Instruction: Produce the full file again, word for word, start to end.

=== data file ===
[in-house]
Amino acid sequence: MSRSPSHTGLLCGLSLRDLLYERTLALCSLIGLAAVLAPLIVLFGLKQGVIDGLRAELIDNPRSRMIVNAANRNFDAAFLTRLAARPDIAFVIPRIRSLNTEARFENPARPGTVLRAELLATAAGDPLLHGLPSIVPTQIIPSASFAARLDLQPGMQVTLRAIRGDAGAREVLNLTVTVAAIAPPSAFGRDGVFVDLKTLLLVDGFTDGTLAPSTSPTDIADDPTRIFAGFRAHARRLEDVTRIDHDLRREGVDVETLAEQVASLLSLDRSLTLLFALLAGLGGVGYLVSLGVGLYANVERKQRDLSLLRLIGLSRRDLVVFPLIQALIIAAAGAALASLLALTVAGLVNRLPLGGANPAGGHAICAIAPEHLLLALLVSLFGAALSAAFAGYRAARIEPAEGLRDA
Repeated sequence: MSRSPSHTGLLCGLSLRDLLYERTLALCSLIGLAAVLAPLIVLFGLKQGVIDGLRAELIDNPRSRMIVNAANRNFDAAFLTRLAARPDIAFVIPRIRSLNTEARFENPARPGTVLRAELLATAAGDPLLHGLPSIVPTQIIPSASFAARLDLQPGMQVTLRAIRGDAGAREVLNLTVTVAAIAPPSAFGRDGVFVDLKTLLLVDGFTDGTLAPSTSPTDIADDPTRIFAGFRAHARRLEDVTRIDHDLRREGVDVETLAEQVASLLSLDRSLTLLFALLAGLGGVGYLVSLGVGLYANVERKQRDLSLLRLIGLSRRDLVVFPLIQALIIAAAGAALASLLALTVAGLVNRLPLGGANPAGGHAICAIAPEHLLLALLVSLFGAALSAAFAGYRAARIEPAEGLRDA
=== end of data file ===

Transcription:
[in-house]
Amino acid sequence: MSRSPSHTGLLCGLSLRDLLYERTLALCSLIGLAAVLAPLIVLFGLKQGVIDGLRAELIDNPRSRMIVNAANRNFDAAFLTRLAARPDIAFVIPRIRSLNTEARFENPARPGTVLRAELLATAAGDPLLHGLPSIVPTQIIPSASFAARLDLQPGMQVTLRAIRGDAGAREVLNLTVTVAAIAPPSAFGRDGVFVDLKTLLLVDGFTDGTLAPSTSPTDIADDPTRIFAGFRAHARRLEDVTRIDHDLRREGVDVETLAEQVASLLSLDRSLTLLFALLAGLGGVGYLVSLGVGLYANVERKQRDLSLLRLIGLSRRDLVVFPLIQALIIAAAGAALASLLALTVAGLVNRLPLGGANPAGGHAICAIAPEHLLLALLVSLFGAALSAAFAGYRAARIEPAEGLRDA
Repeated sequence: MSRSPSHTGLLCGLSLRDLLYERTLALCSLIGLAAVLAPLIVLFGLKQGVIDGLRAELIDNPRSRMIVNAANRNFDAAFLTRLAARPDIAFVIPRIRSLNTEARFENPARPGTVLRAELLATAAGDPLLHGLPSIVPTQIIPSASFAARLDLQPGMQVTLRAIRGDAGAREVLNLTVTVAAIAPPSAFGRDGVFVDLKTLLLVDGFTDGTLAPSTSPTDIADDPTRIFAGFRAHARRLEDVTRIDHDLRREGVDVETLAEQVASLLSLDRSLTLLFALLAGLGGVGYLVSLGVGLYANVERKQRDLSLLRLIGLSRRDLVVFPLIQALIIAAAGAALASLLALTVAGLVNRLPLGGANPAGGHAICAIAPEHLLLALLVSLFGAALSAAFAGYRAARIEPAEGLRDA